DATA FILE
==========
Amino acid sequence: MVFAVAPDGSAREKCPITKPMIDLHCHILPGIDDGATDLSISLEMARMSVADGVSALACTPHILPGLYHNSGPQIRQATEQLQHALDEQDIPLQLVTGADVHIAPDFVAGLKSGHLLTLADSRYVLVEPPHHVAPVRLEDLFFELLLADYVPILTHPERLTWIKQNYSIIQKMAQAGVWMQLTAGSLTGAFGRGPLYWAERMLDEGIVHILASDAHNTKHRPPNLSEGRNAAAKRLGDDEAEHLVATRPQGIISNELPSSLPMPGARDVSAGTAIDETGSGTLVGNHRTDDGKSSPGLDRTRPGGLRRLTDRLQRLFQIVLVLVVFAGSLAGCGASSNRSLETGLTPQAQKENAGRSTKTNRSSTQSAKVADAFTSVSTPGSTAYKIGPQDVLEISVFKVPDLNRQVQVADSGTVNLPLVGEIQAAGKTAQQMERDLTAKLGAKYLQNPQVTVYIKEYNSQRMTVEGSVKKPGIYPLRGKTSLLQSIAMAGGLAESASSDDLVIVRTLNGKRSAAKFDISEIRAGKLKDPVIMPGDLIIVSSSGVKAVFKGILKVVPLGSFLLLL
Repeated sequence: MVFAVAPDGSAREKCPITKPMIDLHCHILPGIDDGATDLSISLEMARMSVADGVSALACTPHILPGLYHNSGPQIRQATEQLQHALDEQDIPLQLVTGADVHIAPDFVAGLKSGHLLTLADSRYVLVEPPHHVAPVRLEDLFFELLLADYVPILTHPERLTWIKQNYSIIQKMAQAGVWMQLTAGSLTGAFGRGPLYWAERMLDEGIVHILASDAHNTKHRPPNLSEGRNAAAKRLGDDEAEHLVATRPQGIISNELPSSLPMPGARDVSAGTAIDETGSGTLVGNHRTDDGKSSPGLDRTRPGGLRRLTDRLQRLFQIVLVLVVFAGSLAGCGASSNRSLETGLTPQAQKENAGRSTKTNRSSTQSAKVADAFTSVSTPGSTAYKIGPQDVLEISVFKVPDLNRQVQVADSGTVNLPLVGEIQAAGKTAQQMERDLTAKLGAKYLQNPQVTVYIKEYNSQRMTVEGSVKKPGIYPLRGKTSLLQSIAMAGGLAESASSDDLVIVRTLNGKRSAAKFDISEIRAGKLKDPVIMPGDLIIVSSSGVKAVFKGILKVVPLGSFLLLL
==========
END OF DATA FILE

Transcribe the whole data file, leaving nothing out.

Amino acid sequence: MVFAVAPDGSAREKCPITKPMIDLHCHILPGIDDGATDLSISLEMARMSVADGVSALACTPHILPGLYHNSGPQIRQATEQLQHALDEQDIPLQLVTGADVHIAPDFVAGLKSGHLLTLADSRYVLVEPPHHVAPVRLEDLFFELLLADYVPILTHPERLTWIKQNYSIIQKMAQAGVWMQLTAGSLTGAFGRGPLYWAERMLDEGIVHILASDAHNTKHRPPNLSEGRNAAAKRLGDDEAEHLVATRPQGIISNELPSSLPMPGARDVSAGTAIDETGSGTLVGNHRTDDGKSSPGLDRTRPGGLRRLTDRLQRLFQIVLVLVVFAGSLAGCGASSNRSLETGLTPQAQKENAGRSTKTNRSSTQSAKVADAFTSVSTPGSTAYKIGPQDVLEISVFKVPDLNRQVQVADSGTVNLPLVGEIQAAGKTAQQMERDLTAKLGAKYLQNPQVTVYIKEYNSQRMTVEGSVKKPGIYPLRGKTSLLQSIAMAGGLAESASSDDLVIVRTLNGKRSAAKFDISEIRAGKLKDPVIMPGDLIIVSSSGVKAVFKGILKVVPLGSFLLLL
Repeated sequence: MVFAVAPDGSAREKCPITKPMIDLHCHILPGIDDGATDLSISLEMARMSVADGVSALACTPHILPGLYHNSGPQIRQATEQLQHALDEQDIPLQLVTGADVHIAPDFVAGLKSGHLLTLADSRYVLVEPPHHVAPVRLEDLFFELLLADYVPILTHPERLTWIKQNYSIIQKMAQAGVWMQLTAGSLTGAFGRGPLYWAERMLDEGIVHILASDAHNTKHRPPNLSEGRNAAAKRLGDDEAEHLVATRPQGIISNELPSSLPMPGARDVSAGTAIDETGSGTLVGNHRTDDGKSSPGLDRTRPGGLRRLTDRLQRLFQIVLVLVVFAGSLAGCGASSNRSLETGLTPQAQKENAGRSTKTNRSSTQSAKVADAFTSVSTPGSTAYKIGPQDVLEISVFKVPDLNRQVQVADSGTVNLPLVGEIQAAGKTAQQMERDLTAKLGAKYLQNPQVTVYIKEYNSQRMTVEGSVKKPGIYPLRGKTSLLQSIAMAGGLAESASSDDLVIVRTLNGKRSAAKFDISEIRAGKLKDPVIMPGDLIIVSSSGVKAVFKGILKVVPLGSFLLLL